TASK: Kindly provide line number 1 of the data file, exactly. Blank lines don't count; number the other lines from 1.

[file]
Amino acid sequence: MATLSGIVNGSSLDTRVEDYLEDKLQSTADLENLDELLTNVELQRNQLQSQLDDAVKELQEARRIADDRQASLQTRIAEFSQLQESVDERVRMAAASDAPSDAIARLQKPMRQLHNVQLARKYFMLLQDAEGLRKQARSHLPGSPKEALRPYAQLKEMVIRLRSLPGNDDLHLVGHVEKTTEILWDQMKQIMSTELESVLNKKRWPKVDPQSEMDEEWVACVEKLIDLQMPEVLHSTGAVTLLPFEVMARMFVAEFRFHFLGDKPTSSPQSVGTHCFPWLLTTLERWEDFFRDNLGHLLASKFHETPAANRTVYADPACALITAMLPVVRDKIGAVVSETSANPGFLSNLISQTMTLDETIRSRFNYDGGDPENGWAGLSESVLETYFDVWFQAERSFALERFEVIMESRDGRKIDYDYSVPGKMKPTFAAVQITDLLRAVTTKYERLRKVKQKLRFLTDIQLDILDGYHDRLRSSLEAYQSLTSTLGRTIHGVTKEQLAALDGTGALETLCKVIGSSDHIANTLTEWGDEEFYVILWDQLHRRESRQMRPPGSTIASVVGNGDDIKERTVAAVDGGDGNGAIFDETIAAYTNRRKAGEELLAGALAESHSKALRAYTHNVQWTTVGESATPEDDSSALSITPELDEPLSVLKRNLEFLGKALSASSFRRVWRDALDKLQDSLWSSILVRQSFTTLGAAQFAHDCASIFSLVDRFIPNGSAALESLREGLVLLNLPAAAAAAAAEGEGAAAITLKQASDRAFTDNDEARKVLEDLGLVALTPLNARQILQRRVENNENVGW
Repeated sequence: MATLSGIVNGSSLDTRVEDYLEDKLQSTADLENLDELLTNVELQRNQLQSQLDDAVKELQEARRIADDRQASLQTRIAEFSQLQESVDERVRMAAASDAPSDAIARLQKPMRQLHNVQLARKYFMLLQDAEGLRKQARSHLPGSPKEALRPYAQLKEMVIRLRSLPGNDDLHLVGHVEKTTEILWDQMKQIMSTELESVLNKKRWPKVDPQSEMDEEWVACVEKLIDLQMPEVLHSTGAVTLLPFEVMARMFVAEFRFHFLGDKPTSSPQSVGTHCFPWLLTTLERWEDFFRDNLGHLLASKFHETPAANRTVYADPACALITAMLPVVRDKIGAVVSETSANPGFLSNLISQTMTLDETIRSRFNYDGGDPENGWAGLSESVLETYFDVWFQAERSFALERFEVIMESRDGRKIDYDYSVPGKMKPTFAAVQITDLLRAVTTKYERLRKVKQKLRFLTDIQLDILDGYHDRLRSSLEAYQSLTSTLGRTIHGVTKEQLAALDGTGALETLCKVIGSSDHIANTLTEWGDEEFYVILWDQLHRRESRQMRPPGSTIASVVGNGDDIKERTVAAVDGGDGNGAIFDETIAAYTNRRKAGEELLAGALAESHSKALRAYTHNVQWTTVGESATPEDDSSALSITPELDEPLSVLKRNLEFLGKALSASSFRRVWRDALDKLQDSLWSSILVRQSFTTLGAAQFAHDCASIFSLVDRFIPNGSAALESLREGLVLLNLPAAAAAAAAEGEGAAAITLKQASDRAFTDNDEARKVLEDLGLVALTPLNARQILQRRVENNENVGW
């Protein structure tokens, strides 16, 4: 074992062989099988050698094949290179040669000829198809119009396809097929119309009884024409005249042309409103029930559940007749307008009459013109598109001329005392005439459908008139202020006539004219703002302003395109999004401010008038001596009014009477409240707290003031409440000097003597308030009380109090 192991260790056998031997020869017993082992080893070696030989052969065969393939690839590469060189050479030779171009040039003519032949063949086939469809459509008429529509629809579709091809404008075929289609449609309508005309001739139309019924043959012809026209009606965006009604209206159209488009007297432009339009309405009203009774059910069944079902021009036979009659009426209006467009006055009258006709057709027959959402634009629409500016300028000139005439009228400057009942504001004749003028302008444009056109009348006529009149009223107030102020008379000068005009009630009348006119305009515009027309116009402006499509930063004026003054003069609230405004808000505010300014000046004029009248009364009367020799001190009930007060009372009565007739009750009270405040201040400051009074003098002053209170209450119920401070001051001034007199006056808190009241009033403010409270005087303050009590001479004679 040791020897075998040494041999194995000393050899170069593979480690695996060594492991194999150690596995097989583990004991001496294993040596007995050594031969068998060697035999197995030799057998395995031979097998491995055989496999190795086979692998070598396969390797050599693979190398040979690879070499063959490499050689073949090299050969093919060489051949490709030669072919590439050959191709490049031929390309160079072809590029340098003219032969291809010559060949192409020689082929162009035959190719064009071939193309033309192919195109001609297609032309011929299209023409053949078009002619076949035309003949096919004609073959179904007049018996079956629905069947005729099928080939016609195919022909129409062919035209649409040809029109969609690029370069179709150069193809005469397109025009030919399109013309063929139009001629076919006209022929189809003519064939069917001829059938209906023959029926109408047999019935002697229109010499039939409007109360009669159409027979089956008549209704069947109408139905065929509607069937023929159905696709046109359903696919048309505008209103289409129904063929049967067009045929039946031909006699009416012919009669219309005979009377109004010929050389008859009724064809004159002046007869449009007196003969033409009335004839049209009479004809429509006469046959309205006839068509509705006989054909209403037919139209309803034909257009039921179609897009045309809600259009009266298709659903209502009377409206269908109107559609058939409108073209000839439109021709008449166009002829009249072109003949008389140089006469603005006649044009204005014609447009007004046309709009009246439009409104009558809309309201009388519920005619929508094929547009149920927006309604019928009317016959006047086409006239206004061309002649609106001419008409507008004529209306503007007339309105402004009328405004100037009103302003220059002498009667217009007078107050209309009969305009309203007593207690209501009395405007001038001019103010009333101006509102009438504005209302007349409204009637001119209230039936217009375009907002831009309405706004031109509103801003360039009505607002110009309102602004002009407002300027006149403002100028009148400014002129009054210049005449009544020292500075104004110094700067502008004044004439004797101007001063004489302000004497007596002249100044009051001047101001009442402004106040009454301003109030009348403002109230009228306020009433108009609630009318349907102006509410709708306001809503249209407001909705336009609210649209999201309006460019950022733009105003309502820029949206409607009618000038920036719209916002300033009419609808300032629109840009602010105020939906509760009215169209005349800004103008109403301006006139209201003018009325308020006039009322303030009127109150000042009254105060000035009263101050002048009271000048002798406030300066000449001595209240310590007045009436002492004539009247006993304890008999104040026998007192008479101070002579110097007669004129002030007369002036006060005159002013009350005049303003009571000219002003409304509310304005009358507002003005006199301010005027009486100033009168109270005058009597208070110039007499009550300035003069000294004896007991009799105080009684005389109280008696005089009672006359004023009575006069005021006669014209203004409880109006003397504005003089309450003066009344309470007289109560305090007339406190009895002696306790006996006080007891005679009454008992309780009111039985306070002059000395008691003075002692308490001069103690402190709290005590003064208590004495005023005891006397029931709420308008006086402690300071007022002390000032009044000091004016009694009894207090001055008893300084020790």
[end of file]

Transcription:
Amino acid sequence: MATLSGIVNGSSLDTRVEDYLEDKLQSTADLENLDELLTNVELQRNQLQSQLDDAVKELQEARRIADDRQASLQTRIAEFSQLQESVDERVRMAAASDAPSDAIARLQKPMRQLHNVQLARKYFMLLQDAEGLRKQARSHLPGSPKEALRPYAQLKEMVIRLRSLPGNDDLHLVGHVEKTTEILWDQMKQIMSTELESVLNKKRWPKVDPQSEMDEEWVACVEKLIDLQMPEVLHSTGAVTLLPFEVMARMFVAEFRFHFLGDKPTSSPQSVGTHCFPWLLTTLERWEDFFRDNLGHLLASKFHETPAANRTVYADPACALITAMLPVVRDKIGAVVSETSANPGFLSNLISQTMTLDETIRSRFNYDGGDPENGWAGLSESVLETYFDVWFQAERSFALERFEVIMESRDGRKIDYDYSVPGKMKPTFAAVQITDLLRAVTTKYERLRKVKQKLRFLTDIQLDILDGYHDRLRSSLEAYQSLTSTLGRTIHGVTKEQLAALDGTGALETLCKVIGSSDHIANTLTEWGDEEFYVILWDQLHRRESRQMRPPGSTIASVVGNGDDIKERTVAAVDGGDGNGAIFDETIAAYTNRRKAGEELLAGALAESHSKALRAYTHNVQWTTVGESATPEDDSSALSITPELDEPLSVLKRNLEFLGKALSASSFRRVWRDALDKLQDSLWSSILVRQSFTTLGAAQFAHDCASIFSLVDRFIPNGSAALESLREGLVLLNLPAAAAAAAAEGEGAAAITLKQASDRAFTDNDEARKVLEDLGLVALTPLNARQILQRRVENNENVGW